Deliveries of weekend and Monday gas were unchanged on average in Friday's trading, with eastern and Northeast weakness for the most part offset by gains in the Midwest. At the close, January had fallen 2.6 cents to $4.407 and February was down 10.8 cents tgo $4.368. February crude oil added 77 cents, to $100.32/bbl, the first time oil has traded above $100 in two months.
The Energy Information Administration (EIA) on Friday reported a withdrawal of 177 Bcf in its storage inventory report, an amount largely anticipated by the market, and prices initially dipped but finished close to pre-report levels.
Weekend and Monday prices rose a dime or more in the Midwest as brutal cold was forecast to make its way south over the weekend. Forecaster Wunderground.com predicted that the high of 41 in Minneapolis on Friday would fall to 35 on Saturday and plunge to 5 degrees by Monday. The normal high in Minneapolis is 24. Chicago's high of 46 degrees on Friday was expected to slide to 41 Saturday then drop to 11 on Monday; the seasonal high is 33. Omaha's 60 degrees on Friday was anticipated to drop 10 degrees by Saturday and fall another 20 degrees for a high Monday of 30. The normal highin late December is 33, the forecaster said.
The National Weather Service (NWS) in Minneapolis said its immediate long-term concern continued to be the timing of an Arctic cold front and the potential for blizzard conditions developing Saturday into south central Minnesota. "Following that will likely be the coldest air of the season...which will linger into at least midweek next week," said forecasters.
Quotes for weekend and Monday gas on Alliance added a nickel to $4.73, and gas at the Chicago Citygates hit $4.78, up 9 cents. Deliveries to Northern Natural Ventura gained 17 cents to $4.75, and gas at Demarcation rose by 15 cents to $4.70. ANR SW added 9 cents to $4.31.
Eastern points for weekend and Monday were lower as a warming trend was forecast. Gas on Transco-Leidy fell 14 centsto $3.20, and Dominion gas was quoted at $3.50, down 7 cents. Gas on Tetco M-3 plunged 33 cents to $3.94, and gas headed for New York City on Transco Zone 6 fell a nickel to $4.51.
NWS forecasters in suburban Philadelphia said "the high to our southwest will start to move to the east on Saturday, pushing offshore Saturday afternoon/evening. A weak [low] will cross the region Saturday morning but with limited moisture in place, it should remain dry across the forecast area...The continued southwest flow will help to keep U.S. much warmer than normal. Maximum temperatures will generally be around 10 degrees above normal across the forecast area. Expect maximum temperatures to be in the lower to middle 40s across the north to around the middle 50s as you head toward the coast."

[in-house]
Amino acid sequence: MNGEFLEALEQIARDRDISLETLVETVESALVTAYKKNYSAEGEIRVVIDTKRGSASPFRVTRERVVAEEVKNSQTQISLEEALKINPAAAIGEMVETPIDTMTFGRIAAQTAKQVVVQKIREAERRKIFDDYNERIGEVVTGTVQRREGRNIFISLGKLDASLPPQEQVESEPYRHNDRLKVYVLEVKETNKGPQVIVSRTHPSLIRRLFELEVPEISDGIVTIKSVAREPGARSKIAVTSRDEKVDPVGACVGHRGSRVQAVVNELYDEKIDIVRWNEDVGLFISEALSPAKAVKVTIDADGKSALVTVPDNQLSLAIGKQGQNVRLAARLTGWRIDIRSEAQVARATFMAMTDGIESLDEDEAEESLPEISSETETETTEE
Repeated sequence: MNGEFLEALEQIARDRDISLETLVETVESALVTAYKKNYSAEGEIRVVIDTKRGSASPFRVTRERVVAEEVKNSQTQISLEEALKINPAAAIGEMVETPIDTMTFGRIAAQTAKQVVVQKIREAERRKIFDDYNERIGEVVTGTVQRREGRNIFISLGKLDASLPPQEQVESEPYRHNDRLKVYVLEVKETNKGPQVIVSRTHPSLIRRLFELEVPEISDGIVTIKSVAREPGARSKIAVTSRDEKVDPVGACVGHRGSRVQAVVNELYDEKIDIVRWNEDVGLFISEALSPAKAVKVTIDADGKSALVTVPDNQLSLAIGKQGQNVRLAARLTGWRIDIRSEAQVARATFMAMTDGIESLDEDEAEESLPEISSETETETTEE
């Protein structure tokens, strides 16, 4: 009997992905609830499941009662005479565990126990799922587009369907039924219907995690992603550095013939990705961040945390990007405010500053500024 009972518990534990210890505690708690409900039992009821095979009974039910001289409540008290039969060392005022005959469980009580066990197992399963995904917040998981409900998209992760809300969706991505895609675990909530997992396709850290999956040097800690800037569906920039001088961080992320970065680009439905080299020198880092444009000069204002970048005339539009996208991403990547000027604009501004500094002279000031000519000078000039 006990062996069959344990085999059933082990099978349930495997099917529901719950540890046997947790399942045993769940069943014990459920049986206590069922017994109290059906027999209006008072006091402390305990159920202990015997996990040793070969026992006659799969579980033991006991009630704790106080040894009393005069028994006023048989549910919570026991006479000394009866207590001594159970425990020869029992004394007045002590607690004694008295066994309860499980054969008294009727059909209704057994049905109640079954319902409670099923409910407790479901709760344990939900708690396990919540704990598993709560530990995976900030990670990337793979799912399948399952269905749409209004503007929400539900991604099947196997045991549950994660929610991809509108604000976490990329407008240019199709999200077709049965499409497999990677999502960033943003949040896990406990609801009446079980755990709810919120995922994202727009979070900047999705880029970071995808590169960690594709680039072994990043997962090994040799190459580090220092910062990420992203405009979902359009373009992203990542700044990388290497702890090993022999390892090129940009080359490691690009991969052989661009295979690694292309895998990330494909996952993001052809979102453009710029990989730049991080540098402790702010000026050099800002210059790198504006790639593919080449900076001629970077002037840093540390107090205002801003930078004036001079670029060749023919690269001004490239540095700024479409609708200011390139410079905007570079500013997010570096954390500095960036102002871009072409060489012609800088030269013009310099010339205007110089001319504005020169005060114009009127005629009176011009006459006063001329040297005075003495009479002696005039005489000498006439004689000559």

New England points proved to be Friday's biggest movers, and in spite of some recent quotes on Algonquin as high as $20 or more, analysts saw prices vulnerable to a decline. A liquefied natural gas cargo ship arrived at Canaport on Dec. 22 "so they are OK for the time being," said a Northeast marketer. "You've got [production from] Sable as well as Distrigas [into Boston] so I think there is more downside than upside with that $20 [Algonquin] basis."
Gas at the Algonquin Citygates fell 35 cents in thin trading to $8.64, and deliveries to Iroquois Waddington added 31 cents to $5.51.
Futures traders felt the market was "heavy" on Friday, but "overall its cold outside and you have to think this market will keep looking up," said a New York floor trader. "I think there was some profit taking today, and I think the market can rally up to $4.60 to $4.62, but after that you may be looking at a top."
The longer-term weather outlook for eastern energy markets has turned somewhat milder. WSI Corp. in its 11-15-day outlook showed a broad ridge of colder than normal temperatures from Chicago and Wisconsin west to the Pacific Northwest. Above-normal temperatures were forecast in the Southeast, and the remainder of the country was shown to be normal. Friday's foreacast "trended colder over the West and warmer over the East when compared to the previous forecast. Forecast confidence is considered near average as the medium-range ensemble model guidance solutions have rounded into better agreement this morning."
Risks to the forecast are "in place for the West down in through CAISO [California Independent System Operator] late under what looks to be another cold trough passage. Temperatures could run colder than forecast over the Midwest and Great Lakes region late in the period if the ensemble model solutions are too retrogressive with the pattern."
Analysts see a bullish tone to the market following the EIA's storage report, which coincided with the expiration of the January futures contract, said Jim Ritterbusch of Ritterbusch of Ritterbusch and Associates, who expected a 175 Bcf draw. "This opinion is based on the possibility that some additional weather-related production disruptions could be accentuating seasonal supply declines..."
Other traders also were also looking for a triple-digit draw. A Dow Jones survey of 12 traders and analysts showed an average 178 Bcf decline, and Houston-based IAF Advisors calculated a 176 Bcf pull. Bentek Energy was looking for a 175 Bcf withdrawal. Last year, 74 Bcf was withdrawn and the five-year average stands at 125 Bcf.